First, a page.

Touch the Earth

fuzzytnth3's picture

Roy reads this out just before he sings "I Hate the White Man" or maybe after he's sung it not sure which I still have to nail down which album it is on. It is on a bootleg recording The Red Lion Folk Club Birmingham 1984 Show 2 but I was positive it was on an offical album as well but having rummaged around twice now I think my old brain cell is acting up.

Apparently the piece is from a book of native American verse called 'Touch the Earth'. As Roy says the piece below is by Alleek-chea-ahoosh who is also known as Chief Plenty Coups.

By the time I was forty I could see that our country was changing fast, and that these changes were causing us to live very differently. Anybody could now see that soon there would be no buffalo on the plains and everybody was wondering how we could live after they were gone. There were few war parties and almost no raids…..White men, with their spotted buffalo were on the plains about us. Their houses were near the water holes, and their villages on the rivers.

We made up our minds to be friendly with them, in spite of all the changes they were bringing. But we found this difficult, because the white men too often promised to do one thing and then when they acted at all, did another. They spoke very loudly when they said their laws were made for everybody; but we soon learned that although they expected us to keep them, they thought nothing of breaking them themselves. They told us not to drink whisky, yet they made it themselves and traded it to us for furs and robes until both were nearly gone. Their wise ones said we might have their religion, but when we tried to understand it we found that there were too many kinds of religion among white men for us to understand, and that scarcely any two white men agreed which was the right one to learn.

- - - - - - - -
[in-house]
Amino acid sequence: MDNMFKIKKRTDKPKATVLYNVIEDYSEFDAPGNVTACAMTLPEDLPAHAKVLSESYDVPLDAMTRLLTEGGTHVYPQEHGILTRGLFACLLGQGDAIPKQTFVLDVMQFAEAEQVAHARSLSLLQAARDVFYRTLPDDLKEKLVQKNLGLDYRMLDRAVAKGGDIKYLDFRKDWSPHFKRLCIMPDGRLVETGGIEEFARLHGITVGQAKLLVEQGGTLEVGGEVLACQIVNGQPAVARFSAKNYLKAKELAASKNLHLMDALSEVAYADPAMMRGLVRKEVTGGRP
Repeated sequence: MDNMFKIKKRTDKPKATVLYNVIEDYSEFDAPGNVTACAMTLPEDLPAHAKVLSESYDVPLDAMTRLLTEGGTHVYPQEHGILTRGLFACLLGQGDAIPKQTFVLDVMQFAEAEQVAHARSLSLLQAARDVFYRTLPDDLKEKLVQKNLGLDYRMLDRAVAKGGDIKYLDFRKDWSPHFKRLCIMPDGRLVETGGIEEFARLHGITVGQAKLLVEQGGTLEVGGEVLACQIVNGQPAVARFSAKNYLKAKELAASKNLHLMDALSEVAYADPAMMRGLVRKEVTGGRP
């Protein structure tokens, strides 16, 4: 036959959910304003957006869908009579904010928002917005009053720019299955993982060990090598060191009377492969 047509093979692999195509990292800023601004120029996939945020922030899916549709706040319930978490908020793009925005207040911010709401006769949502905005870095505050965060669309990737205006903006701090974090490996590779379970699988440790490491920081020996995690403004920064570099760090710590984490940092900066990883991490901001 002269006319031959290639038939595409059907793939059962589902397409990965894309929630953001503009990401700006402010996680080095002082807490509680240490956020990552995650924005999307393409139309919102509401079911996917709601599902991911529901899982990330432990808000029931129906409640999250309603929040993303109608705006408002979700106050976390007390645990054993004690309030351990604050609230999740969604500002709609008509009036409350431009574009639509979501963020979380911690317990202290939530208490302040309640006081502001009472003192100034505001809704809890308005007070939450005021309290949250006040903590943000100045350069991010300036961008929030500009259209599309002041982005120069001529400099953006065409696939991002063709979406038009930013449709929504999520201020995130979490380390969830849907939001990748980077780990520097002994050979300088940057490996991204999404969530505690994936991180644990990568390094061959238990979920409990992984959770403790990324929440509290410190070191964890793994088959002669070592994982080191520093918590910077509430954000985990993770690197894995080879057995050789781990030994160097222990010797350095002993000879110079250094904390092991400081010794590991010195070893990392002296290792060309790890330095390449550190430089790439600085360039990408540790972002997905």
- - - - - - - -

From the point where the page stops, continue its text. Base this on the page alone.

This bothered us a great deal until we saw that the white man did not take his religion any more seriously than he did his laws, and that he kept both of them just behind him, like helpers, to use when they might do him most good in his dealings with strangers. These were not our ways. We kept the laws we made and lived our religion. We have never been able to understand the white man, who fools nobody but himself.

Alleek-chea-ahoosh Crow Indian, 1848-1932

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Bob Jacobs's picture

Very moving

and totally consistent with the Indian memoirs I've been reading about Crazy Horse, Red Cloud and Chief Joseph.


fuzzytnth3's picture

So many books just not enough time...

Which particular memoirs is that?

At the moment I am (still) reading The Children of Hurin, Bang A Complete History of the Universe by Brian May (yes that Brian May), Patrick Moore and Chris Lintott plus at my biddy in's I'm reading another astronomy book by Patrick Moore but this I picked up in a charity shop and its from the 25th anniversary of the Sky at Night back in the 80s. It's been interesting comparing the two astronomy books as they are separated by 25 years and some of the things he talks about that were to happen in the near future in the earlier book have now happened, plus things that weren't known then are now understood a bit better now.

I have a pile of books that my daughters have given me to read as well so I'm a bit overwhelmed with books but without that much time to read them.

Hopefully I might manage to finish a couple this weekend as I am on my tod for once and just might manage to make way for another book to add to the list :)
Bob Jacobs's picture

American Indian Memoirs

The books I was referring to were as follows, also mentioned in my blogs of post-holiday reading:

Crazy Horse and Chief Red Cloud by Ed McGaa (Eagle Man), published by Four Directions Publishing, ISBN 0-9645173-3-7

The Journey of Crazy Horse by Joseph M Marshall III, published by the Penguin Group, ISBN 0 14 30.3621 1

Glencoe and the Indians by James Hunter, published by Mainstream Publishing, ISBN 1 84018 001 3

I've also read a fascinating book that I bought in Canada a few years ago: The Song and the Silence, Sitting Wind, The Life of Stoney Indian Chief, Frank Kaquitts, by Peter Jonkers, published by Lone Pine Publishing, ISBN 0-919433-54-5

If I were to recommend just one out of these 4, it would be the Glencoe book.